A major downside for the film industry is that piracy of copyrighted material is significantly less expensive than original works. This has led to many lawsuits against peer-to-peer networks and individuals as a result of the copying and distribution of materials. Screenwriters should be cautious of whom they send their scripts to for review and have a legalities and copyrights in place to ensure their work remains their work. This is something screenplay writers didn’t worry about in the past because they could easily just take their scripts and notes and keep them.
With the rapid modifications of movies every year the industry has forced the script writer to become somewhat of an audio and video enthusiast as well because these aspects are incorporated into film, television, and video games. This is an ongoing process that evolves almost daily in some industries, one example is postproduction and the constant upgrades of tools and software which lead to continual training and production costs.
Editors in different countries can now edit film for quality, wording, and sound by accessing digitized media on a server and working in real time with other editors across the globe each specializing in a particular field to create a script that had never been dreamt of a decade ago. Digital archives are also easy to save and store. Pixar had an incident when creating Toy Story 2, where one of the animators almost deleted the entire film while he was working on it at his house. Thanks to digital and the ease of backups this multi-million-dollar catastrophe was avoided.
A script is now sent to an effects department so the team there can begin the process of laying out a blueprint for background work and special effects. The script writer needs to be very proficient in his or her description of what they are trying to convey in each scene. It is clear there has not been an area of screen writing that has not been affected by technology and the digital platform. The major impacts for pre-production stage have been script writing tools and the learning curve of the digital age.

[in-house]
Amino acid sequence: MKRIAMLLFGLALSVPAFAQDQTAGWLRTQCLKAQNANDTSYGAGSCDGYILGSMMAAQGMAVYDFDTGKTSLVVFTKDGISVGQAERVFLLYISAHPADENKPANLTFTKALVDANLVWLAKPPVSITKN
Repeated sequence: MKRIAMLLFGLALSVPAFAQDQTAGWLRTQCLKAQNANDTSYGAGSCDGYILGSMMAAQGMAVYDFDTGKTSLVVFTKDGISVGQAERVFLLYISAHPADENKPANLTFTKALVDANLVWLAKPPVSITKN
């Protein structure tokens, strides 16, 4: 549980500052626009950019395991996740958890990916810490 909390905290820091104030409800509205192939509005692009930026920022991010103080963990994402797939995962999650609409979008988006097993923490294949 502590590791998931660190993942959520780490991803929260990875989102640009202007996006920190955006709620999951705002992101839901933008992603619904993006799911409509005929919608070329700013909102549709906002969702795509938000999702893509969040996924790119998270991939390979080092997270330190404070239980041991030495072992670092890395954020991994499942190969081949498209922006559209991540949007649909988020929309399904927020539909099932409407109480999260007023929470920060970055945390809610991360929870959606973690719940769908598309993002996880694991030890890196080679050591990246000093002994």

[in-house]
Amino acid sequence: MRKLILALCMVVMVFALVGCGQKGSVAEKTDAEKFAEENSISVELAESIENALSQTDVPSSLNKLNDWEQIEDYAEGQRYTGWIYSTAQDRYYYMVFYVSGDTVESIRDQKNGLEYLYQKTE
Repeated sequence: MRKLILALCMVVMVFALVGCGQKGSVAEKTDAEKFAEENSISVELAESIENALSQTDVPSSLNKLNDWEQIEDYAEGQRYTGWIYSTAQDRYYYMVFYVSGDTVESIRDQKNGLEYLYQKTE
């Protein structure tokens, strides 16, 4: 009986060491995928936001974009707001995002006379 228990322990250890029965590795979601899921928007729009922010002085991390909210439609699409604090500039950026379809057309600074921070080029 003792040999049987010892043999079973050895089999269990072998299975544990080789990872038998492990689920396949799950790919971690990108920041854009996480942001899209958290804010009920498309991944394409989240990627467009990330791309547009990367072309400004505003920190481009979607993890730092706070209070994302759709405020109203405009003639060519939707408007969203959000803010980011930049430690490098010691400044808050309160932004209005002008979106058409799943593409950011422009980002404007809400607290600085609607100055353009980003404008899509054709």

Script writing is no longer just merely a dramatic array of words and method actors like Rhett Butler and Scarlett O’Hara in Gone with The Wind. A script writer must envision the entire production and have the actor’s reactions and movements constantly on mind when writing. The screenplay writers in the future must have skillsets that far supersede that of even todays writers. Scripts have expounded to consume all aspects of the digital world. While the writer may not necessarily need to know how to apply the concepts of a green room effects and wire work coupled with a 3-D image of a bullet screaming past the actors ear, they must be able to envision the process to accurately convey this in the words they are writing.